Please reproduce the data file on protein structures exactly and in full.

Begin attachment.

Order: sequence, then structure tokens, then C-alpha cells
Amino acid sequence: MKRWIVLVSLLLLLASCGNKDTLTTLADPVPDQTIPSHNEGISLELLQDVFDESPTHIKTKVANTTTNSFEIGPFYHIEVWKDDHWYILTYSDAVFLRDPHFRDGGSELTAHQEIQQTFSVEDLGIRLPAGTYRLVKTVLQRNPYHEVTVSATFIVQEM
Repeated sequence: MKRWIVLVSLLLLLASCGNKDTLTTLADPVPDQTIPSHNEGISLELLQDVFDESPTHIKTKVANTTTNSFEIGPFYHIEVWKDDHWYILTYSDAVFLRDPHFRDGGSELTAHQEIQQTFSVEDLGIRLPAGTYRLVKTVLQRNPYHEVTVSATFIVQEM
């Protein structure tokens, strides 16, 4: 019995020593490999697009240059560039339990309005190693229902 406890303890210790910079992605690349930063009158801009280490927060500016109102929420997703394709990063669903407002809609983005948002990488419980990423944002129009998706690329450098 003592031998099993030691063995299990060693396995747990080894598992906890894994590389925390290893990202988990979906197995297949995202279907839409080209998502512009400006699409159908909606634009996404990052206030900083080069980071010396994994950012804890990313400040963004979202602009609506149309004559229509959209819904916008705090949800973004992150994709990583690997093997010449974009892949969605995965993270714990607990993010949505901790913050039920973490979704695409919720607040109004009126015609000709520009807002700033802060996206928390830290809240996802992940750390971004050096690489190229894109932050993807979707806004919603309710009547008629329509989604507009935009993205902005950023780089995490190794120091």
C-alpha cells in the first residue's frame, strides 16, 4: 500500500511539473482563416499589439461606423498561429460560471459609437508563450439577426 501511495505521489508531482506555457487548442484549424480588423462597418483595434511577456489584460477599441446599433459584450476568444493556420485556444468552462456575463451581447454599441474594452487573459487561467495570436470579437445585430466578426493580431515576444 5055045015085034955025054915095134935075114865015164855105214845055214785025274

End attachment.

Order: sequence, then structure tokens, then C-alpha cells
Amino acid sequence: MKRWIVLVSLLLLLASCGNKDTLTTLADPVPDQTIPSHNEGISLELLQDVFDESPTHIKTKVANTTTNSFEIGPFYHIEVWKDDHWYILTYSDAVFLRDPHFRDGGSELTAHQEIQQTFSVEDLGIRLPAGTYRLVKTVLQRNPYHEVTVSATFIVQEM
Repeated sequence: MKRWIVLVSLLLLLASCGNKDTLTTLADPVPDQTIPSHNEGISLELLQDVFDESPTHIKTKVANTTTNSFEIGPFYHIEVWKDDHWYILTYSDAVFLRDPHFRDGGSELTAHQEIQQTFSVEDLGIRLPAGTYRLVKTVLQRNPYHEVTVSATFIVQEM
């Protein structure tokens, strides 16, 4: 019995020593490999697009240059560039339990309005190693229902 406890303890210790910079992605690349930063009158801009280490927060500016109102929420997703394709990063669903407002809609983005948002990488419980990423944002129009998706690329450098 003592031998099993030691063995299990060693396995747990080894598992906890894994590389925390290893990202988990979906197995297949995202279907839409080209998502512009400006699409159908909606634009996404990052206030900083080069980071010396994994950012804890990313400040963004979202602009609506149309004559229509959209819904916008705090949800973004992150994709990583690997093997010449974009892949969605995965993270714990607990993010949505901790913050039920973490979704695409919720607040109004009126015609000709520009807002700033802060996206928390830290809240996802992940750390971004050096690489190229894109932050993807979707806004919603309710009547008629329509989604507009935009993205902005950023780089995490190794120091």
C-alpha cells in the first residue's frame, strides 16, 4: 500500500511539473482563416499589439461606423498561429460560471459609437508563450439577426 501511495505521489508531482506555457487548442484549424480588423462597418483595434511577456489584460477599441446599433459584450476568444493556420485556444468552462456575463451581447454599441474594452487573459487561467495570436470579437445585430466578426493580431515576444 5055045015085034955025054915095134935075114865015164855105214845055214785025274